Having found your spot, be sure to stay safe. It sounds obvious, but use common sense. If this is your first time, stay or swim close to the shore.

Never swim on your own, so go with a friend, and always keep a look out for each other. Or, even better, go with a group. You can find like-minded people by searching Facebook for ‘wild swimming’ groups (there are a wide range of regional groups and links are given on wildswimming.co.uk).

Before you or any of your party take the plunge, make sure that you know how you’re going to get back out of the water. And if you’re thinking of jumping in, always check the water depth and look for obstructions. Avoid leaping from large waterfalls, as strong undercurrents can often pull you down.

Medically, those with heart conditions should avoid rapid entry into cold water. If you have any cuts, it’s also best to apply waterproof plasters before getting in. And should you develop any untoward symptoms afterwards, make sure you see a doctor.

Currents aren’t necessarily dangerous – you’re not going to be sucked under – but they can be disorientating and may take you out into deeper water or close to an obstruction. Even shallow water, if it’s moving fast enough, can knock you over and carry you away. Always consider: if I do lose my footing or get swept downstream, where will I get out? Currents can be especially powerful directly under large waterfalls or weirs – never jump directly into the tumult below falling water.


How to get the most from Wild Swimming?

Cold water will dramatically decrease your range at first, count on being able to swim a tenth of the distance you can in a warm indoor pool, so practise in a safe zone and increase your range slowly.

If it’s your first time swimming in cold water, enter the water gradually to see how your body reacts – beware of ‘cold shock’ which can bring on hyperventilation. When you get out, it can take longer than you think to warm up, so have plenty of clothing ready, and ideally keep moving to keep your core temperature higher.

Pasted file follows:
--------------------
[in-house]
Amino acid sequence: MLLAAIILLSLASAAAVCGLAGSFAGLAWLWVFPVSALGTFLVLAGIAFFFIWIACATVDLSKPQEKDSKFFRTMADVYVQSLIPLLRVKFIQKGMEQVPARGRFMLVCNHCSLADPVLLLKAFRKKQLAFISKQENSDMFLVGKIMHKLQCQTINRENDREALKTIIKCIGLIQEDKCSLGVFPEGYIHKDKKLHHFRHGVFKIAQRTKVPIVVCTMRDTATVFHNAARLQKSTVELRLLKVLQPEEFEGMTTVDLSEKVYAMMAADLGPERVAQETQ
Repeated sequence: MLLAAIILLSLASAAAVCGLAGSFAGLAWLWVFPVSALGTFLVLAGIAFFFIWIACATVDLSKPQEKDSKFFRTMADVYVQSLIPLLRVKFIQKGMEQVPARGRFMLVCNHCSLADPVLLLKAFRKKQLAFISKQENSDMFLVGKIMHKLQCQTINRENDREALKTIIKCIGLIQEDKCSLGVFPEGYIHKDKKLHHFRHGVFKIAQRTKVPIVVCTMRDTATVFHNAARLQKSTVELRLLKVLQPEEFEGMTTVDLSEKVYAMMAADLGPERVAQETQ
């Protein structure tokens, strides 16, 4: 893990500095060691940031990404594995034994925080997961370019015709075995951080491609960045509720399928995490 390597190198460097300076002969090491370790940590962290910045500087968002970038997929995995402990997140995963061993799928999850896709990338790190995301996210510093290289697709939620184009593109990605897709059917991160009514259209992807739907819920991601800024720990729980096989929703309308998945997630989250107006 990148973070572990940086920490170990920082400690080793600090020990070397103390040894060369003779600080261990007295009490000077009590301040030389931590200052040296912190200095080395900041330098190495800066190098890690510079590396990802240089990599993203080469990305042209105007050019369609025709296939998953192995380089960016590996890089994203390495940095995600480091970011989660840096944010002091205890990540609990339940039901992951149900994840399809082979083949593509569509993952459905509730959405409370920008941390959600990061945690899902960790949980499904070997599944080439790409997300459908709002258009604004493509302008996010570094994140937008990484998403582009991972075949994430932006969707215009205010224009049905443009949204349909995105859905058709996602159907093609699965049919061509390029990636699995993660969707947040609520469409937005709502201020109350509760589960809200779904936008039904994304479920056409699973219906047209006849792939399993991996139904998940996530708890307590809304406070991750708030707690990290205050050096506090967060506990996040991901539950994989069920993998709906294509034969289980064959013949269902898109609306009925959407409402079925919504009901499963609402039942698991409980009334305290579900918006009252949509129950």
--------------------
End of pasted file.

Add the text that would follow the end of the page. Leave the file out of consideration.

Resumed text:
If you are someone who is training for endurance sports – triathlon or longer distance swims, seas, lakes and rivers are perfect spaces for getting prolonged efforts in. With the proviso that you are looking after your safety, there is no limit to the distances you could swim, or the variety of efforts you can include in your session.


What equipment do I need to go Wild Swimming?

One of the best things about wild swimming is you don’t require much by way of kit to actually do it. The ability to swim is a necessity. Even if you’re going for a freezing splash about, it’s better to be competent and safe in the water than call the RNLI.

After that, some sort of swim suit is a good idea – unless you have skinny dipping tendencies. Whatever floats your boat!

Depending on just how cold this place is that you’re going to go wild swimming – and how long you intend to swim in it – you might also want a wetsuit. There are a number of wetsuit brands out there all offering very different things. For beginner swimmers you will want to look at wetsuits that offer more buoyancy whereas the more experienced swimmer might be looking for a wetsuit that offers more flexibility in the upper body and moderate buoyancy in the lower body.

For the chillier swims you can get thermal swim gloves and socks and hats for the extremities that the wetsuit doesn’t cover.

And, of course, always know where your towel is! There are various changing robes on the market that can help keep you warm while you change – and protect from the various elements!


And there you have it, our Wild Swimming week has come to a close. A big thank you to this week's guest blogger, John Wood from @tri_coaching. John is one of our U Perform Ambassadors and is one of the UK's leading triathlon and multisport coaches and has very kindly written his essential guide to wild swimming; suitable for all ages and ability levels.

Make sure to check in next week for another activity showcase for you to try this summer.

There are so many beautiful places to go wild swimming right here in the UK. The possibilities really are endless. As always, remember to follow the safety guidance we’ve shared with you but most importantly, have fun!

We would love to know where your favourite places to go wild swimming are; share your images on social media and tag us in them @uperformuk